The island is designed as a lagoon with the hotel complex in the marine, with central activities and hotel rooms in the upper level, and entertainment and education in the underwater part.
In the inner lagoon there is a rotating tower with a lighthouse and panoramic restaurant as a symbolic element – tall enough (50 m) to enable a view of all three countries and to be seen from all three countries. Additionally there are three more islands (symbolic) for golf courses.
The starting sea depth is 30 m. The basic construction of the island is formed by lamp holders, prefabricated elements from reinforced concrete and metal construction. Some parts of the island are floating. The hotel complex is built from the seabed in statically dynamic relation with other constructed parts of the island. The island is self-sufficient in terms of energy (water systems, wind, and sun). Water is supplied by desalination and from the land. Recycling systems are also incorporated.
Slovenia, Croatia Close to Ending Dispute Before EU Entry – Bloomberg (bloomberg.com)
Posted in Acquatecture, Border dispute, Floating buildings, Piran bay, Politicians and Architecture, Politics
Tagged arbitral tribunal, Arbitration Document, Artificial Island, Bay, border dispute with Croatia, Croatia, Island of Adria, Italy, Piran, Piran bay, Slovenia
ARCHITECTURE AND WATER
Is this the frontier between Land and Water, the magic line of infinite energy, the border between carving and perfection – the haven of land, the challenge of water?
Is the solution to our survival hidden in the vastness of water or is it merely our longing to find it there?
Is our view across the surface of water to the edge of the horizon an unsettled destiny of eternal dreams? Is there, somewhere in the distance, what we have been and what we would like to be?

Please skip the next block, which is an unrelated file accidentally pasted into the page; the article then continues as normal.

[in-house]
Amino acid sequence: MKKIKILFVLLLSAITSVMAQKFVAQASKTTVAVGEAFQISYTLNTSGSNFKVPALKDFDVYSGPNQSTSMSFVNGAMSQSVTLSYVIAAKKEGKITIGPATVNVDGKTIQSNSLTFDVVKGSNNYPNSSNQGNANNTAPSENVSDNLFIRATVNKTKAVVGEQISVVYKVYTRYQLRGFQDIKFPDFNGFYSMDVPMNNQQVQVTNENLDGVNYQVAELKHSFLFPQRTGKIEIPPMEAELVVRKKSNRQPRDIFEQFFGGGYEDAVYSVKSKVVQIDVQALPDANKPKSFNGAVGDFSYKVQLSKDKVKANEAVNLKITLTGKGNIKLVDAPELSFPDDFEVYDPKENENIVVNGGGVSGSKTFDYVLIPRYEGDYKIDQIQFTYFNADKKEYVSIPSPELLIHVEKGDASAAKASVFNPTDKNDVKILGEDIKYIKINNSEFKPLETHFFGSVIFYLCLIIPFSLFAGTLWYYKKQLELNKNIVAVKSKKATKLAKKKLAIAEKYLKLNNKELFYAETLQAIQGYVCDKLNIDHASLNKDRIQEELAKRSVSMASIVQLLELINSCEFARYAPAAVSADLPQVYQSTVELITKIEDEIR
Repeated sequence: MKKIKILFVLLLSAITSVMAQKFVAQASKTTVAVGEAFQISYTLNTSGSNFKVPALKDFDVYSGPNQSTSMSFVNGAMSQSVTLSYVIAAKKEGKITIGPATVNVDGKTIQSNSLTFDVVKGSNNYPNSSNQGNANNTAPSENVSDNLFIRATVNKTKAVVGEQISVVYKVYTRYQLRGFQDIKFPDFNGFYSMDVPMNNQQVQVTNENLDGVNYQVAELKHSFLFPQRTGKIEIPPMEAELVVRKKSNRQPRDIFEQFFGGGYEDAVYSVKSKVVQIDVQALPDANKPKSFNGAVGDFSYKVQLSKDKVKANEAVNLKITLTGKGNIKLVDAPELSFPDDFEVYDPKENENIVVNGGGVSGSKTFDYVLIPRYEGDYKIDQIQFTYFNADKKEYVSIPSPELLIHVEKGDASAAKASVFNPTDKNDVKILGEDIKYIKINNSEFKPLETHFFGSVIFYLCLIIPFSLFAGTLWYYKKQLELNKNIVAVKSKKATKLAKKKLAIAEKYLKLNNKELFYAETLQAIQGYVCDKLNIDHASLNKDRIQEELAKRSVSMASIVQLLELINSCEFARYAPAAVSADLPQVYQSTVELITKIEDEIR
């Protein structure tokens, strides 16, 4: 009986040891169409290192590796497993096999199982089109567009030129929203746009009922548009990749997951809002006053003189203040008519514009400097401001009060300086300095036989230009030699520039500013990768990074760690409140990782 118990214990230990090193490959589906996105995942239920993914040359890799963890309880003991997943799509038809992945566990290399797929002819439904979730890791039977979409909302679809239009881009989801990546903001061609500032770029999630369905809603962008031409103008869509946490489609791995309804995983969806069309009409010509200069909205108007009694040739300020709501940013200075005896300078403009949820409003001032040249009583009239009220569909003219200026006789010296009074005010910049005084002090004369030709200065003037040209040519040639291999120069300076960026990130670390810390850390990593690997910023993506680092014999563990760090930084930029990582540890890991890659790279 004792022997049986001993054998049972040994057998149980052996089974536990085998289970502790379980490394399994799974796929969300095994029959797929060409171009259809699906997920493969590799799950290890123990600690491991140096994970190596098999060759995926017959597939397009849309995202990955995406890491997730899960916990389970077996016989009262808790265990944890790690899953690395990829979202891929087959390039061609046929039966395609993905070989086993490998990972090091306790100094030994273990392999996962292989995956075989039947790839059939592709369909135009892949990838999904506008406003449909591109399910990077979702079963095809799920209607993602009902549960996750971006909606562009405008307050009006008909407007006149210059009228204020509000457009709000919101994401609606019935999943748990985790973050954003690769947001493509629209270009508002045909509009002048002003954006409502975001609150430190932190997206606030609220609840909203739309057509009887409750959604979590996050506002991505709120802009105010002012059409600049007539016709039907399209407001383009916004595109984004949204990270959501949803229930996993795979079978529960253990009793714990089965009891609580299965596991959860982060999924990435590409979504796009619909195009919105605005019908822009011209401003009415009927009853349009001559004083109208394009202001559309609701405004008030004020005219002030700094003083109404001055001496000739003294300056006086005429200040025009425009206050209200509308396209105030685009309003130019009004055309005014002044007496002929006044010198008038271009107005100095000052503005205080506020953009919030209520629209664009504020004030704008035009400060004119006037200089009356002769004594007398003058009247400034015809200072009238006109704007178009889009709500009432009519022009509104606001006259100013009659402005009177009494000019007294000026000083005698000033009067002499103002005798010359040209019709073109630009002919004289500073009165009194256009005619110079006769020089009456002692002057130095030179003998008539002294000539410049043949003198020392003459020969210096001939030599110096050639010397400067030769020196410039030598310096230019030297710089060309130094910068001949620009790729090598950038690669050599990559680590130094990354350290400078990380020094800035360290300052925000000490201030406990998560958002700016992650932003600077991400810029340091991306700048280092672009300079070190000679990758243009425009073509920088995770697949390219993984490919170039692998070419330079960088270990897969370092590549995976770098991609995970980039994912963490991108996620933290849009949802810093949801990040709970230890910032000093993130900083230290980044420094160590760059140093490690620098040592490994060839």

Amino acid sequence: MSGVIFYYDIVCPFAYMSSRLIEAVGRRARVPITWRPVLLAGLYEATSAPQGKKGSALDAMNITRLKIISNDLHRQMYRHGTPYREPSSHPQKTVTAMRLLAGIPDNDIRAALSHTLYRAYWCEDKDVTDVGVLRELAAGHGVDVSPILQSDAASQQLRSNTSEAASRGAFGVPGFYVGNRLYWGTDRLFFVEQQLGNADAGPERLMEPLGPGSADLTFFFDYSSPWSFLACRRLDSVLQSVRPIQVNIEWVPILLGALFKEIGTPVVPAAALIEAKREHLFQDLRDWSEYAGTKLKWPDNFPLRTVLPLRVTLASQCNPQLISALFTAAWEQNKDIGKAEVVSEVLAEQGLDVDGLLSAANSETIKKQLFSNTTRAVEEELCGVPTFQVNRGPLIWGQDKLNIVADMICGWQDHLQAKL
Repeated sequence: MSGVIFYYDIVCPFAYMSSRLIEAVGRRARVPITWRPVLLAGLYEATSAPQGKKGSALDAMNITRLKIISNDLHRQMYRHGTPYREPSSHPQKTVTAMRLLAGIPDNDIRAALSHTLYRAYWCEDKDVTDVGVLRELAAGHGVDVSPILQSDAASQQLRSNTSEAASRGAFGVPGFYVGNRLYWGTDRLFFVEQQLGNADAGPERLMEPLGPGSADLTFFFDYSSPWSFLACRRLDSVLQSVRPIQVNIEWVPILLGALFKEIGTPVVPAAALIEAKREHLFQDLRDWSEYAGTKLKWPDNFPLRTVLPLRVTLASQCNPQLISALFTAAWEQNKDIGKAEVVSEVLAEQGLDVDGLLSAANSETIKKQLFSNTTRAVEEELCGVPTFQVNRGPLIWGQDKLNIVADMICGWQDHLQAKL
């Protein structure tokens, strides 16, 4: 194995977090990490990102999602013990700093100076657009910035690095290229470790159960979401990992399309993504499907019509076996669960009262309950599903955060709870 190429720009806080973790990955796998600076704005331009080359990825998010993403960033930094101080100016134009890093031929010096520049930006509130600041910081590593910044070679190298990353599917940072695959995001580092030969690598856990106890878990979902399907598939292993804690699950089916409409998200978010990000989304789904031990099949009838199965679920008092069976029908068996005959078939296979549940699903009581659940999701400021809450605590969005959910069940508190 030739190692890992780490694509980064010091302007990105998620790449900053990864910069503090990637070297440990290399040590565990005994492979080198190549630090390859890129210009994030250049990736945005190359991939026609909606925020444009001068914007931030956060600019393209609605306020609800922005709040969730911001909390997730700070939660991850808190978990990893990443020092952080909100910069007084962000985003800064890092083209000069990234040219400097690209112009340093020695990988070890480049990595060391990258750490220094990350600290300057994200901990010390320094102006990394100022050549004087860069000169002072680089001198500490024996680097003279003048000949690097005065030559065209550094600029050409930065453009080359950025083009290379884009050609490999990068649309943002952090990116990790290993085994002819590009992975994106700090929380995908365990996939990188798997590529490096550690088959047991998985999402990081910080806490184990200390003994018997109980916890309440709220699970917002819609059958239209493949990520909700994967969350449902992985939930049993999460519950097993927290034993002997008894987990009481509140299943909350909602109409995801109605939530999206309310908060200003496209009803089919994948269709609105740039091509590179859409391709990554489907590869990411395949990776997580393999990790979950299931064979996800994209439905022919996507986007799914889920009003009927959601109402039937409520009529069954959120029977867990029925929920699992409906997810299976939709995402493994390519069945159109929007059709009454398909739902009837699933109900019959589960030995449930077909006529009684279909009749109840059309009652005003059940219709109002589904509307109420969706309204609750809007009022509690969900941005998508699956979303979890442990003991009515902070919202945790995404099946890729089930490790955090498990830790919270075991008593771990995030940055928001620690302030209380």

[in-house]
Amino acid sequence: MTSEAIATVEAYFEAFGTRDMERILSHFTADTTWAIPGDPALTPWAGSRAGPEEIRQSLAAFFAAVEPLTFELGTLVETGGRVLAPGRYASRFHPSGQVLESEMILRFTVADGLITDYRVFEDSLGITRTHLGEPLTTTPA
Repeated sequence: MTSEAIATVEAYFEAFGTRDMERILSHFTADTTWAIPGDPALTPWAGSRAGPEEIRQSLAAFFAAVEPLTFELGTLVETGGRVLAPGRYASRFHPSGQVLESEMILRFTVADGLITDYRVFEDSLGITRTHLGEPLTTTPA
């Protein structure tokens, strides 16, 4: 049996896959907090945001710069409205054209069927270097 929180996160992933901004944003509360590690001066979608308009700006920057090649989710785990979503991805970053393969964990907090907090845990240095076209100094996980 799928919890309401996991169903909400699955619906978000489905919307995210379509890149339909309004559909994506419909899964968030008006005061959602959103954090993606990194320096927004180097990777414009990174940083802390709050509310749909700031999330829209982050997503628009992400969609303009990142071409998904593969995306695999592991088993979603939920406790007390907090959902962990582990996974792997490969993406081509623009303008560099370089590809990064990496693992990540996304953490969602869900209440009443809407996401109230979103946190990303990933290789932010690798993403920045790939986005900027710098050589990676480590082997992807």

Just like Land has its Sky, Water has its Depth and just like Land cannot exist without Water, Man cannot exist without Architecture.
Among the arts and all its forms, architecture is possibly the most responsible to humanity. Together they build civilizations and therefore architecture is responsible for the evolutionary development of our existence. It is possible to avoid other art divisions, but it is impossible to avoid architecture. Architecture follows, guides and touches people every step of the way – either unknowingly or with its full power; without people needing to go to the theatre, read a book or visit a gallery.
Architecture is, and always will be, the accompanying art of the governing class; who in turn also depends on it, sometimes as a blind servant. This is clearly evident in architectural creations that have been used as a means of political manifestation and at times they are the peak of indoctrination of certain ideologies or repressions.
It is the mission, tendency and the duty of an architect to constantly search for something new. The architect and his or her creations must not be the reflection of a current fashionable trend or act as a tool in the hands of the governing class in order to quench its current governing thirst. It is the obligation of each individual through his or her creative life cycle to give more back to civilization, and to improve upon the civilization one knew while growing up. This is the only conscious way to achieve the catharsis of the future.
Aleš Šeligo, Architect, The author of Architecture and Water